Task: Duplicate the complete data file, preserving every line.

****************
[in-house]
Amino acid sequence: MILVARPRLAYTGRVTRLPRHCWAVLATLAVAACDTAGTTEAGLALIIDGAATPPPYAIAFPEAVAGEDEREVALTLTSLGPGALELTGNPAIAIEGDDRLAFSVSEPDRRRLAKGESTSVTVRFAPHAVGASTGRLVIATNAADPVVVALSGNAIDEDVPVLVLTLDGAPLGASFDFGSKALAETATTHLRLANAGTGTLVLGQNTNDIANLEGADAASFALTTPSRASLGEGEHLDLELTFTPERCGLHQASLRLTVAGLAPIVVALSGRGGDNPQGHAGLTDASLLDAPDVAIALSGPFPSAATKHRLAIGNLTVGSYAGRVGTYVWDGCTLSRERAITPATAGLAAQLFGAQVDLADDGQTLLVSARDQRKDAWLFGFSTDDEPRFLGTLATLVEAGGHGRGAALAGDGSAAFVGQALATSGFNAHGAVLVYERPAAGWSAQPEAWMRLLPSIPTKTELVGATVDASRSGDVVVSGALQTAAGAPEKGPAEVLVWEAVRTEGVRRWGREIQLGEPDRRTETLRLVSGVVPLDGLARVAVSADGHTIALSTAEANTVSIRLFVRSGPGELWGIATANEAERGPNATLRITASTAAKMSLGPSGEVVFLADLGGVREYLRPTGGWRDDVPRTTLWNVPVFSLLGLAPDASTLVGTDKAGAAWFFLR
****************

[in-house]
Amino acid sequence: MILVARPRLAYTGRVTRLPRHCWAVLATLAVAACDTAGTTEAGLALIIDGAATPPPYAIAFPEAVAGEDEREVALTLTSLGPGALELTGNPAIAIEGDDRLAFSVSEPDRRRLAKGESTSVTVRFAPHAVGASTGRLVIATNAADPVVVALSGNAIDEDVPVLVLTLDGAPLGASFDFGSKALAETATTHLRLANAGTGTLVLGQNTNDIANLEGADAASFALTTPSRASLGEGEHLDLELTFTPERCGLHQASLRLTVAGLAPIVVALSGRGGDNPQGHAGLTDASLLDAPDVAIALSGPFPSAATKHRLAIGNLTVGSYAGRVGTYVWDGCTLSRERAITPATAGLAAQLFGAQVDLADDGQTLLVSARDQRKDAWLFGFSTDDEPRFLGTLATLVEAGGHGRGAALAGDGSAAFVGQALATSGFNAHGAVLVYERPAAGWSAQPEAWMRLLPSIPTKTELVGATVDASRSGDVVVSGALQTAAGAPEKGPAEVLVWEAVRTEGVRRWGREIQLGEPDRRTETLRLVSGVVPLDGLARVAVSADGHTIALSTAEANTVSIRLFVRSGPGELWGIATANEAERGPNATLRITASTAAKMSLGPSGEVVFLADLGGVREYLRPTGGWRDDVPRTTLWNVPVFSLLGLAPDASTLVGTDKAGAAWFFLR